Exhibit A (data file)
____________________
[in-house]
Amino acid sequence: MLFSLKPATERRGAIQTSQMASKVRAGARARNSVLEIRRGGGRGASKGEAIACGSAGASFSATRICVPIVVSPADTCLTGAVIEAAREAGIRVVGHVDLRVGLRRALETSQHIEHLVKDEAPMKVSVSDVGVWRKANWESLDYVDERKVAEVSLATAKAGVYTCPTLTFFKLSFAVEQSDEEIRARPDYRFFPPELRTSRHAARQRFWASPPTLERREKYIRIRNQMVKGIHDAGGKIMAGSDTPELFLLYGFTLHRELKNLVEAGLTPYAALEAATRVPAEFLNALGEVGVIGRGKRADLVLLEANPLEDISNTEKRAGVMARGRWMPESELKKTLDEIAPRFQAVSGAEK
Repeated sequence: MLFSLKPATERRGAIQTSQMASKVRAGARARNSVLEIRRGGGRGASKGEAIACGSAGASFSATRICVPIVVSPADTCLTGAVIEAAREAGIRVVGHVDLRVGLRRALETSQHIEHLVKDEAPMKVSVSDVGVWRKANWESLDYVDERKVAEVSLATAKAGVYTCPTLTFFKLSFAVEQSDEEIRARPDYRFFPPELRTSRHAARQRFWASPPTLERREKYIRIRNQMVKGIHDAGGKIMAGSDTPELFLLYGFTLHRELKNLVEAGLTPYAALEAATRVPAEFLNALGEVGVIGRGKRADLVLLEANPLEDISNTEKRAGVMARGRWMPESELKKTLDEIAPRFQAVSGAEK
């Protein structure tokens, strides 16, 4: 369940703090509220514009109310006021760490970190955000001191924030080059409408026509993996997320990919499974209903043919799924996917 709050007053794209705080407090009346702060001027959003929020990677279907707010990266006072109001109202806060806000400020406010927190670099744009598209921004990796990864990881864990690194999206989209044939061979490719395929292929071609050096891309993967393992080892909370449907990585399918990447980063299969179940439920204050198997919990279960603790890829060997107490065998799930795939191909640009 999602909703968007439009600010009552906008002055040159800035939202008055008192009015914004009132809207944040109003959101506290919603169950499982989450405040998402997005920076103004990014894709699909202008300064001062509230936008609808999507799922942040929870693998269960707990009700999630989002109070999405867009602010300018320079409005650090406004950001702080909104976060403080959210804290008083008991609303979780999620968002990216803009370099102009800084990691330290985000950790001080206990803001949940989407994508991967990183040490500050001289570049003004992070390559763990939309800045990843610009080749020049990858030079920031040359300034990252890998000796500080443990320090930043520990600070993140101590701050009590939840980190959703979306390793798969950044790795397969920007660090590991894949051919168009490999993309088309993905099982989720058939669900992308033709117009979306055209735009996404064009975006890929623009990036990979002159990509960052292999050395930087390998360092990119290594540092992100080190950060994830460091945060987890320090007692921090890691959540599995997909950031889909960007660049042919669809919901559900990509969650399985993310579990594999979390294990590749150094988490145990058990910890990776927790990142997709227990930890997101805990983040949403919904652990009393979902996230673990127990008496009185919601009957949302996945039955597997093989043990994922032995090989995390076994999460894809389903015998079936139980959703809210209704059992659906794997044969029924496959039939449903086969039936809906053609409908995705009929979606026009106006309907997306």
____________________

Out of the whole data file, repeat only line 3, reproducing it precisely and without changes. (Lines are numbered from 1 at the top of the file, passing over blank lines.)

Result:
Repeated sequence: MLFSLKPATERRGAIQTSQMASKVRAGARARNSVLEIRRGGGRGASKGEAIACGSAGASFSATRICVPIVVSPADTCLTGAVIEAAREAGIRVVGHVDLRVGLRRALETSQHIEHLVKDEAPMKVSVSDVGVWRKANWESLDYVDERKVAEVSLATAKAGVYTCPTLTFFKLSFAVEQSDEEIRARPDYRFFPPELRTSRHAARQRFWASPPTLERREKYIRIRNQMVKGIHDAGGKIMAGSDTPELFLLYGFTLHRELKNLVEAGLTPYAALEAATRVPAEFLNALGEVGVIGRGKRADLVLLEANPLEDISNTEKRAGVMARGRWMPESELKKTLDEIAPRFQAVSGAEK